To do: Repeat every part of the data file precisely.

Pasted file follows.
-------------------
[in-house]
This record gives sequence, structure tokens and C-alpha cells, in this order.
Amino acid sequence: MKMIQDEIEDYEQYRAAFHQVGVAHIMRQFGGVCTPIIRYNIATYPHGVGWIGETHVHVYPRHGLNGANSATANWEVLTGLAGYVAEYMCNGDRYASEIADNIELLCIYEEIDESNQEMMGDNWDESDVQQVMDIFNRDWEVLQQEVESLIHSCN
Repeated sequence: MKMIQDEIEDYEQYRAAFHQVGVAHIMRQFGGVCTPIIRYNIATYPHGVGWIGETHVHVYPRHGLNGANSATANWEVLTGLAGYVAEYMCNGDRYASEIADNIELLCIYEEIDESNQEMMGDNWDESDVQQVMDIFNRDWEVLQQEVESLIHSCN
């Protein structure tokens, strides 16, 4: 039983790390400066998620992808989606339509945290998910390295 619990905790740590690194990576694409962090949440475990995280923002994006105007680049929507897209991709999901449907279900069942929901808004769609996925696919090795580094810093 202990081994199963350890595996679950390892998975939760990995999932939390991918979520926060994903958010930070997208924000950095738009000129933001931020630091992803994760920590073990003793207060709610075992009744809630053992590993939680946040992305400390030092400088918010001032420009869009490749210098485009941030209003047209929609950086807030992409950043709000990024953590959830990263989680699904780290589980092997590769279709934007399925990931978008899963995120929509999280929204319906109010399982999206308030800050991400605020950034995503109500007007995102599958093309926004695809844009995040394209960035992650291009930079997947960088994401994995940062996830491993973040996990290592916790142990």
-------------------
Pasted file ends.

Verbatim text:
[in-house]
This record gives sequence, structure tokens and C-alpha cells, in this order.
Amino acid sequence: MKMIQDEIEDYEQYRAAFHQVGVAHIMRQFGGVCTPIIRYNIATYPHGVGWIGETHVHVYPRHGLNGANSATANWEVLTGLAGYVAEYMCNGDRYASEIADNIELLCIYEEIDESNQEMMGDNWDESDVQQVMDIFNRDWEVLQQEVESLIHSCN
Repeated sequence: MKMIQDEIEDYEQYRAAFHQVGVAHIMRQFGGVCTPIIRYNIATYPHGVGWIGETHVHVYPRHGLNGANSATANWEVLTGLAGYVAEYMCNGDRYASEIADNIELLCIYEEIDESNQEMMGDNWDESDVQQVMDIFNRDWEVLQQEVESLIHSCN
């Protein structure tokens, strides 16, 4: 039983790390400066998620992808989606339509945290998910390295 619990905790740590690194990576694409962090949440475990995280923002994006105007680049929507897209991709999901449907279900069942929901808004769609996925696919090795580094810093 202990081994199963350890595996679950390892998975939760990995999932939390991918979520926060994903958010930070997208924000950095738009000129933001931020630091992803994760920590073990003793207060709610075992009744809630053992590993939680946040992305400390030092400088918010001032420009869009490749210098485009941030209003047209929609950086807030992409950043709000990024953590959830990263989680699904780290589980092997590769279709934007399925990931978008899963995120929509999280929204319906109010399982999206308030800050991400605020950034995503109500007007995102599958093309926004695809844009995040394209960035992650291009930079997947960088994401994995940062996830491993973040996990290592916790142990």